Here is an easy berry jam recipe with just two ingredients, so you can learn how to make jam in no time! Importantly, this simple jam has that naturally delicious, flavor-packed taste that all jam lovers crave.
Making Jam, Jelly, and Preserves
For this home-style recipe, you simply need equal parts of berries and sugar. Skip the fruit pectin. Though it helps jam jell, it can also dilute the natural flavor of the fruit. You may need to cook the fruit a bit longer, but it’s worth that old-fashioned taste.
We like to use boysenberries grown in our community garden. The berries were frozen last season and we had to make room in the freezer for this year’s crop! In fact, we made this jam right in the old garden shed, with an electric kettle and single burner stove; I’d run out to the garden faucet to fill up bottles with fresh water!
I love the intense flavor of the boysenberry—which resembles a red blackberry (and is in fact a cross of several types of berries). Another favorite is classic strawberry jam, especially with fresh-picked strawberries! For making this jam, any soft fruit will do, including raspberries, blackberries, blueberries, strawberries, peaches, apricots, nectarines, or rhubarb. Extra points if you grow your own!
Note: This recipe does not involve processing with a hot water bath as you would with a larger (or commercial) canning project. We are, however, placing the jars and lids in a pot with boiling hot water (while the berries cook). If you are concerned with safety, just pop your homemade jam in the fridge.
This is a small-batch recipe that is meant to be quick and easy—any time you have some berries on hand from the garden or market or a day of berry picking!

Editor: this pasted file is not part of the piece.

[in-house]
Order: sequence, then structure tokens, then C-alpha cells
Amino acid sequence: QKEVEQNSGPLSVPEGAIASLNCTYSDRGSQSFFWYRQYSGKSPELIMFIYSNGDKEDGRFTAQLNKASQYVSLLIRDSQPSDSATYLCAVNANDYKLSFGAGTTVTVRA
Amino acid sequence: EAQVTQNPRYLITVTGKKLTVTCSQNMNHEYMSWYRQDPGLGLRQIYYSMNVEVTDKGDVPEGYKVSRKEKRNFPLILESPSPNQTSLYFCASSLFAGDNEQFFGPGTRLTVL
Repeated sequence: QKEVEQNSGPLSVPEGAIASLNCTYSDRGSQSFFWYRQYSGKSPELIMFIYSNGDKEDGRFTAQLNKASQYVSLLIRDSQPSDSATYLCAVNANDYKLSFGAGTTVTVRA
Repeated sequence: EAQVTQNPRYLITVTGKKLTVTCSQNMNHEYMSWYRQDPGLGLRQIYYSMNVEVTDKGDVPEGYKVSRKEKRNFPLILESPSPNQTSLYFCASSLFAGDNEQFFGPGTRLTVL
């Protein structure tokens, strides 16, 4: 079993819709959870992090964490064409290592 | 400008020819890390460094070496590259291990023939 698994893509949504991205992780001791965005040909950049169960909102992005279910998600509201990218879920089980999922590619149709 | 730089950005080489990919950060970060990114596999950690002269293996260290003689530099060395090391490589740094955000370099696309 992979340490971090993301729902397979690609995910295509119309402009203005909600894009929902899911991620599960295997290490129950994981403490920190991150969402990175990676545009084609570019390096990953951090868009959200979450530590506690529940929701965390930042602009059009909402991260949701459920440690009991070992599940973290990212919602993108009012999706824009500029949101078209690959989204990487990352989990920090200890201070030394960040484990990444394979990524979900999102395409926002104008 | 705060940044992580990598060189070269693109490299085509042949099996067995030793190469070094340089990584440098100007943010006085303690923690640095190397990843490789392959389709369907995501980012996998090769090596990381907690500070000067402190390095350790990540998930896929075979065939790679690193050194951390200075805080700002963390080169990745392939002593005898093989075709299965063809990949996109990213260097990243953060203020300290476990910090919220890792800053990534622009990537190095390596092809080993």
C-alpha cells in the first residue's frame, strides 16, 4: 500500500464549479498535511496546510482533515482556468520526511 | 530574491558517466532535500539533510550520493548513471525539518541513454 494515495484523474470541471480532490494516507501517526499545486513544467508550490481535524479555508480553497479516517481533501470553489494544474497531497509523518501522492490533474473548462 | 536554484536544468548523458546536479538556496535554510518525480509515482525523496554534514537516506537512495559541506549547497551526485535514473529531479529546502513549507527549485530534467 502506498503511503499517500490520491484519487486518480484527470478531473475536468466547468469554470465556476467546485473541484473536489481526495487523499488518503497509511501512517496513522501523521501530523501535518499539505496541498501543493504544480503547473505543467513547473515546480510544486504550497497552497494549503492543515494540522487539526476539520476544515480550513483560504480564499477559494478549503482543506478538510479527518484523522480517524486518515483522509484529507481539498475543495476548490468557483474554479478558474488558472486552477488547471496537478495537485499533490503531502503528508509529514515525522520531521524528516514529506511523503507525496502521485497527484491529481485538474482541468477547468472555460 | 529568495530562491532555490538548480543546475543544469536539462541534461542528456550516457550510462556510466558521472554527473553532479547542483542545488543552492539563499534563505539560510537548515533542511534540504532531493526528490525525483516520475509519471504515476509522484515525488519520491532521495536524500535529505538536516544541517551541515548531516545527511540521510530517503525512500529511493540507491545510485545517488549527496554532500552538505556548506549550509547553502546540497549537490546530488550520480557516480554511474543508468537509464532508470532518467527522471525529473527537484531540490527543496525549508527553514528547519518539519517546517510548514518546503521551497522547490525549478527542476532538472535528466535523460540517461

Jam Ingredients and Materials
- The night before, defrost fresh berries if they’re frozen. (If you have a blueberry bush or love to have blueberries around, you can freeze your blueberries and use them in jam whenever you want!)
- Put a small plate (on its own) in the freezer to chill.
- Have clean glass jars and lids on hand. We used small jars to sell at a school fair.
- We had about 4 pounds of berries and used almost the same amount of sugar.
If you don’t want to make such a large batch, use the following recipe, which measures by cups:
- 4 cups berries
- 4 cups granulated sugar
- YIELD: Makes 4 cups.
Note: You can use one-third less sugar, but you need the sugar for the jam to gel.
Directions: How to Make Jam
- Put the clean berries in a large stainless steel pot. Bring to a full, steady boil over high heat until the berries reduce and there aren’t any large lumps left. There is no need to include water while boiling, as the berries have plenty of moisture themselves. Stir consistently.
- Weigh the sugar and add to berries in a steady stream. Keep stirring until sugar is dissolved. Tip: If you feel the bottom of the pot and it’s “crunchy” with sugar, then it’s not ready.
- Now bring the mixture to a rolling, bubbling boil on the highest heat. Add a thermometer, if you have one, to ensure that the temperature is as far above boiling point as possible. Some cooking thermometers have a “jam” marking.
- While the jam is cooking, sterilize the glass jars and lids in boiling water.
- Tip: To determine when the jam is ready, do the “wrinkle test.” Take the cold plate out of the freezer and spoon a teaspoon of berry liquid on the plate. Push your finger against the liquid. Is it thick enough to wrinkle? If so, the cooked jam has reached a setting point.
- Remove the berry sauce from the heat. Allow to cool for 10 minutes. Pour the cooked berry mix into your hot sterilized jars.
- Place the lids on the jars at once and twist them tightly. You should hear the heat cause the jar to “snap” or seal. If you don’t hear the pop, definitely put the jar in the refrigerator and not in the cupboard.
- Note: USDA guidelines for food safety recommend a boiling water bath for high-acid foods. If you are going to store the jam for a longer period, it’s advisable to put the jars through a boiling-water bath for 10 minutes. This recipe is for jam that you’ll be eating soon!
After making this jam, I was given two jars to take home! The next morning, we were ready to spread pure goodness on our morning toast. Do you think my taste tester liked the homemade jam?
For more canning and jam-making tips and recipes, see How to Make Jams and Preserves. Also see our Canning and Pickling Article Library and our Pickles and Preserves Recipes page to find many more great jam recipes!